There is no real knowledge about what causes BPD but it is thought to be environmental – childhood abuse/neglect, genetics, and/or brain abnormalities. There are beleived to be risk factors that can include hereditary predisposition, a stressful childhood – this doesn’t necessarily stem down to childhood abuse/neglect but any kind of stress including the loss of a parent(s), or hostility such as family fighting.

BPD is an annoying son of a bitch and it sucks. There are good things about it, like if you love someone you love them with everything you have (because you only know go big or go home), people with BPD are passionate. About loving, about art, about anything. Although frequently called manipulative and harmful, people with BPD are actually very sensitive. They know how hard it is to feel sad, because to them sadness is not just being sad, and they want to prevent other people from feeling that way or to give them answers to help.

If someone comes to you and tells you they have borderline personality disorder, do not run to google the ins and outs – because all you will find is negativity. Ask the person themselves; ask them what you can do to help – maybe sending them a text every so often to remind them you have forgotten about them, ask them what it feels like for them – every person with BPD experiences it differently. Lastly, do not treat them as the monster under your bed, they are human and they have feelings. They don’t mean to be manipulative or impulsive or irrational, it’s a fight or flight mechanism. Work with them to create a way to ensure you are going to be able to give them the best chance at your relationship.

 

BPD Quotes:

“She feels more than you, you have to understand that about her. She feels the edge end the details of things and when she gets close to someone, she feels their happiness and pain.” – Jim Storm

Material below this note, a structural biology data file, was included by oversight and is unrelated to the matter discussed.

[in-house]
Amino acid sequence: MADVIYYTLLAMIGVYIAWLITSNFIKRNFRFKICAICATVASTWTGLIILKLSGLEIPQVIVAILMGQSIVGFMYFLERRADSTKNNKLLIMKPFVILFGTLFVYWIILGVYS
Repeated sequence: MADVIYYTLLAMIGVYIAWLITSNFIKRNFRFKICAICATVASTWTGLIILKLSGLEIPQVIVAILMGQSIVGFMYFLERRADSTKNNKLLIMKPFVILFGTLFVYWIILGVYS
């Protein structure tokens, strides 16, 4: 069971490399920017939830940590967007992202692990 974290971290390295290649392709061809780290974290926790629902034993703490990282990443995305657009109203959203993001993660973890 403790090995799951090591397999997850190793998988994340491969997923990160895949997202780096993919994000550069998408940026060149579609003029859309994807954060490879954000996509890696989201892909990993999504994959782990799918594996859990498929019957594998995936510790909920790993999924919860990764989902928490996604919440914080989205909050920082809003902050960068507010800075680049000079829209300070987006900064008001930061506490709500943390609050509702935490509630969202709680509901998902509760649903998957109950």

“She is strong but not in the way people think. She loves more than she will ever get back & she knows it… Yet she loves anyway”

“I feel everything, all the time. It’s exhausting. But it also makes me passionate, which is beautiful.” – Alicia Sarah Raimundo

“Sensitive people suffer more but they love more and dream more.” Augusto Cury

“I don’t know what living a balanced life feels like. When I am sad I don’t cry, I pour. When I am happy I don’t smile, I glow. When I am angry I don’t yell, I burn. The good thing about feeling in extremes is when I love I give them wings but perhaps that isn’t such a good thing, cause they always tend to leave and you should see me when my heart is broken I don’t grieve, I shatter.” – Rupi Kaur

“You are so good. So good, you’re always feeling so much. And sometimes it feels like you’re gonna bust wide open from all the feeling, doesn’t it? People like you are the best in the world, but you sure do suffer for it.” – Silas House

“My skin is so thin that the innocent words of others burn holes right through me.” – BPD Pieces of Me Community

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Pride – Coming out and coming to terms…

Same-Sex Attraction:

You always hear stories about how “I knew when I was young”, “I knew that I was different” and maybe that’s true. But for the longest time I didn’t really think it was any different. I thought everyone felt that way. None of my friends thought boys were cute – ew cooties! – and so I just assumed it was the same for them as it was for me. Looking back all the pieces of the puzzle fit, but at the time it felt like they were all from eight different puzzles and no pieces matched.

I would see boys and think nothing of them. Nothing happened. I could tell you if a boy was hot or if they were cute but that was it. I had no desire to want to be with them. It terrified me to think I would have to spend the rest of my life with a man. To have to live day in day out, until I died with someone I didn’t care for like that. But that was “the way that it goes” and so I thought I had to suck it up. Until I was 15, I didn’t really have much idea about same sex relationships. I think I knew that they existed, but I can’t actually confirm that. I don’t remember thinking “oh two girls can be a couple” or “two boys can be a couple” – I think that was some good ole institutionalised heterosexual madness going on. Boys were with girls, and girls were with boys. It wasn’t until high school that I realised it didn’t have to be that way. I was lucky enough to go to a very diverse school. People would tell you it’s a crap school, and while it doesn’t offer a lot of additional subjects, it was a lot better than other schools in my town. I remember seeing my first same sex couple. They were walking around like nothing mattered. I remember thinking that it didn’t have to be the way they say it goes. I didn’t have to marry a man, not if I didn’t want to.